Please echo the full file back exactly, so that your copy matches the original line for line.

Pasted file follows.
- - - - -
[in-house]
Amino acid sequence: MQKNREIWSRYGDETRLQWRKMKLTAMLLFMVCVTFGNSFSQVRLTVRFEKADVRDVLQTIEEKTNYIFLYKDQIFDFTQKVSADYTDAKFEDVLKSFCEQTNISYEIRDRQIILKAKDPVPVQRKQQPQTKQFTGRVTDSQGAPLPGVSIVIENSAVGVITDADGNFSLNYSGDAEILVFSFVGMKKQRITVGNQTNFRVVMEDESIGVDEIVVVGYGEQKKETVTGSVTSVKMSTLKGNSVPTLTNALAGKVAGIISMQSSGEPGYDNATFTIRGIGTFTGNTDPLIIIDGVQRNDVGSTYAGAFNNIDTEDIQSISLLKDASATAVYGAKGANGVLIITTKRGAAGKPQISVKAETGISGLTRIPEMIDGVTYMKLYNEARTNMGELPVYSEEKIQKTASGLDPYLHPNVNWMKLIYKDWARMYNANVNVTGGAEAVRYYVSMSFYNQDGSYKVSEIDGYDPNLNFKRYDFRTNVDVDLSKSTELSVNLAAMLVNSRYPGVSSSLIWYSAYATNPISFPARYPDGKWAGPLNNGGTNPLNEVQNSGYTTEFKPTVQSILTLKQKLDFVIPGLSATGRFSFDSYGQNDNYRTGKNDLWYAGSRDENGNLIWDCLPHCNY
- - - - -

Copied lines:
[in-house]
Amino acid sequence: MQKNREIWSRYGDETRLQWRKMKLTAMLLFMVCVTFGNSFSQVRLTVRFEKADVRDVLQTIEEKTNYIFLYKDQIFDFTQKVSADYTDAKFEDVLKSFCEQTNISYEIRDRQIILKAKDPVPVQRKQQPQTKQFTGRVTDSQGAPLPGVSIVIENSAVGVITDADGNFSLNYSGDAEILVFSFVGMKKQRITVGNQTNFRVVMEDESIGVDEIVVVGYGEQKKETVTGSVTSVKMSTLKGNSVPTLTNALAGKVAGIISMQSSGEPGYDNATFTIRGIGTFTGNTDPLIIIDGVQRNDVGSTYAGAFNNIDTEDIQSISLLKDASATAVYGAKGANGVLIITTKRGAAGKPQISVKAETGISGLTRIPEMIDGVTYMKLYNEARTNMGELPVYSEEKIQKTASGLDPYLHPNVNWMKLIYKDWARMYNANVNVTGGAEAVRYYVSMSFYNQDGSYKVSEIDGYDPNLNFKRYDFRTNVDVDLSKSTELSVNLAAMLVNSRYPGVSSSLIWYSAYATNPISFPARYPDGKWAGPLNNGGTNPLNEVQNSGYTTEFKPTVQSILTLKQKLDFVIPGLSATGRFSFDSYGQNDNYRTGKNDLWYAGSRDENGNLIWDCLPHCNY